Getting medical aid kits
into Syria is no easy task
Getting humanitarian supplies into conflict
zones like Syria is no mean feat, often
requiring negotiations with warring parties,
braving insecurity and facing repeated
delays and logistical challenges.
But aid workers can make it happen.
In one of the latest examples, 54 tons of
much-needed medical supplies arrived in
Syria in April, destined for people living
close to the frontlines of the conflict in the
biggest city Aleppo.
“More than 60% of the hospitals [in
Aleppo] are out of service. Many are at the
frontline and used by armed personnel,”
said Fares Kady, medical coordinator for
the Syrian Arab Red Crescent (SARC)
and the focal point for the World Health
Organization (WHO) in Aleppo.
IRIN tracked the shipment, from the
first phone call from a WHO official in
Switzerland, all the way to the doctors in
battle-scarred Syria on 13 April.
Olexander Babanin is a supply officer with
the WHO Crises Support team in Geneva.
In October last year he made a call to a
medical supplies company in The Netherlands
to order medical kits to restock the
standby supplies at the UN Humanitarian
Response Depot in Dubai.
“When the logistic supply chain starts,
it is often not known where the medical
assistance will in the end exactly go,” Babanin
“[It] all depends on requirement and
availability. My job is to make sure that
warehouses are full, but of course never
The international humanitarian logistical
network means emergency stocks can
be pre-positioned in key parts of the world
for rapid mobilization.
Medical kits like the ones that ended up
in Aleppo are standardized packages of drugs
and medical equipment, designed to be useful
in a variety of regions and situations.
The Interagency Emergency Health Kit
(IEHK) is composed of some 90 different
types of drugs and 90 medical consumables
and equipment packed in 44 boxes.
A single medical kit weighs just over
a ton and its content meets the needs of
10,000 persons for three months.
WHO is the coordinating authority for
international health within the UN system,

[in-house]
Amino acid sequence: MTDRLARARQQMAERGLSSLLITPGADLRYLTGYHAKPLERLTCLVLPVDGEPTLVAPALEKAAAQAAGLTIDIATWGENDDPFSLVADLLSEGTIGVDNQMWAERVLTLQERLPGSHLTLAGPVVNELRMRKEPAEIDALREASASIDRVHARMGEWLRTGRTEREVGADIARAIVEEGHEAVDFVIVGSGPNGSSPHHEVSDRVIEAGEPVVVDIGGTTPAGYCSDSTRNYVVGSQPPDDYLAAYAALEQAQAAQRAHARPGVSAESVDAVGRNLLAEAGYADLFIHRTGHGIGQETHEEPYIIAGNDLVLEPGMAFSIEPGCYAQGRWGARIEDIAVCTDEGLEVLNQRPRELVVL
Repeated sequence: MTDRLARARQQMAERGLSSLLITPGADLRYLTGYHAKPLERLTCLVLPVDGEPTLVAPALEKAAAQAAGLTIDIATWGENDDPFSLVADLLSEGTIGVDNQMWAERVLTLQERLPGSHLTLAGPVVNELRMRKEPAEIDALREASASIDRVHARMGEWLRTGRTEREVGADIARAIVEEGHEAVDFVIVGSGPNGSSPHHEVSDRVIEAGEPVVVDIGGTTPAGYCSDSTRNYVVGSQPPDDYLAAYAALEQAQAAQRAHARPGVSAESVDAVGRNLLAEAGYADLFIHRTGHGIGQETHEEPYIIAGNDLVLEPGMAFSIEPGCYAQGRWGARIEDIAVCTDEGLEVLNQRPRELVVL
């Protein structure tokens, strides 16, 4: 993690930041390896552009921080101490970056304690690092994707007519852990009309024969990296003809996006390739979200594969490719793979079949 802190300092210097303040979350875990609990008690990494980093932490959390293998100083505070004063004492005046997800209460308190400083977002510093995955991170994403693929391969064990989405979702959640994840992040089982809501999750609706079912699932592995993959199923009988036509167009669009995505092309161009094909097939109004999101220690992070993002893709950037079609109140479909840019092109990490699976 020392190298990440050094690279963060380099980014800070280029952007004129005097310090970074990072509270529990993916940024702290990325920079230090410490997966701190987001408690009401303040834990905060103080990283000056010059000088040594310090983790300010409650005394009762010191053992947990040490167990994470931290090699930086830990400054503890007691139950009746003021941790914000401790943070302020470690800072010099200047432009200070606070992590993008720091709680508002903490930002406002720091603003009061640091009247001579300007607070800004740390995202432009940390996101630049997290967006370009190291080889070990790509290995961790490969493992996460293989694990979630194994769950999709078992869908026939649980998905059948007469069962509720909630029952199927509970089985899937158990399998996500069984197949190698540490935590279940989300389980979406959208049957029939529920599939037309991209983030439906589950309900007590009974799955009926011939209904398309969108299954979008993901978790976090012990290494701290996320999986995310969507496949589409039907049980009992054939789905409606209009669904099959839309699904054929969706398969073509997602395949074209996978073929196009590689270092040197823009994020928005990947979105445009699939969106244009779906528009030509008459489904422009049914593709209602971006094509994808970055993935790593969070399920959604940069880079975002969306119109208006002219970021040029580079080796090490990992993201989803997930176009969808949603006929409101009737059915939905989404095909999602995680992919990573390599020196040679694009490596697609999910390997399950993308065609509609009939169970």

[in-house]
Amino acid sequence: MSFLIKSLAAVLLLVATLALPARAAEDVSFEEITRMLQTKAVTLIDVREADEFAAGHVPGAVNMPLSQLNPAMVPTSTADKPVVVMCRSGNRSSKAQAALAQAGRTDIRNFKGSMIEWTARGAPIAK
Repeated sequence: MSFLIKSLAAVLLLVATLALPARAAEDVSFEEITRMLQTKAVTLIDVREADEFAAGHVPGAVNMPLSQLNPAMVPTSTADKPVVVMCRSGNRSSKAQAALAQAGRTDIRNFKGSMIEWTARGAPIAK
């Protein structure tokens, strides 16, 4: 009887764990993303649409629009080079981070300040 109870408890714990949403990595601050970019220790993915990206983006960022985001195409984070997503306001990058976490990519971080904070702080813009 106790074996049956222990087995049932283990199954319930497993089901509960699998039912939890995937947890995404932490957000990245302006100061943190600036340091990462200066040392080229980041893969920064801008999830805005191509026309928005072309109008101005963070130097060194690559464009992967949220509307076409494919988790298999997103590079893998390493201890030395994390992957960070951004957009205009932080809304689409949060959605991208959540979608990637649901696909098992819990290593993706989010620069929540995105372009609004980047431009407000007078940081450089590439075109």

and every five years an inter-agency
committee consisting of pharmacists and
technical staff from different relief organizations
decides what essential drugs and
medical supplies will be included in the
The aim is to meet priority health care
needs of a displaced population without
medical facilities or a population with disrupted
At the end of 2012 in the town of Gorinchem
in the western Netherlands employees
of the Medical Export Group (MEG),
a commercial firm, pack the medications,
spinal needles, surgical equipment, and
other items into labelled boxes.
Like Babanin from WHO, the MEG
packers are not aware of the final destination
for the aid. The company specializes
in providing medical packs internationally
for humanitarian organizations.
The IEH Kits are loaded onto a ship at
the port of Rotterdam, 40km away, and
shipped to Dubai in the United Arab
United Arab Emirates
By January the latest emergency shipment
is in Dubai, home to the Middle
East UN Humanitarian Response Depot
(UNHRD) run by the World Food Programme
(WFP), which as well as delivering
food aid, provides logistical support
to much of the UN.
Nevien Attalla is the pharmacist with
UNHRD in Dubai, and helped the WHO
medical aid along the next part of the
“The request comes in through the UNHRD customer service mailbox. To
support any emergency response we manage
assets so they are readily available
for deployment within a 24/48 hour time
frame,” Attalla told IRIN.
For this outbound shipment, she has to
seek approvals from the UAE’s Ministry of
Foreign Affairs, the Ministry of Health and
the Narcotic & Precursor Chemical Unit
in the capital Abu Dhabi.
She also arranges WFP supporting letters
for each border crossing. As soon as the
shipment is cleared the aid items are packed
up for transportation by truck to Syria.
The medical aid is stocked at UNHRD’s
22,500 square metre covered storage space
in a desert area far from Dubai’s skyscrapers.
The warehouses, part of Dubai’s International
Humanitarian City are close to Jebel
Ali port, the world’s largest man-made
harbour, and also Dubai World Central-Al Maktoum airport.
The heat in this place is often unbearable.
However, inside the warehouses it is
mostly fresh and cool.
“We have 5,000 square metres which are
temperature-controlled between 18 and 25
degrees Celsius. There is also a cold room
to guarantee the storage for cold chain
pharmaceutical goods,” Doris Mauron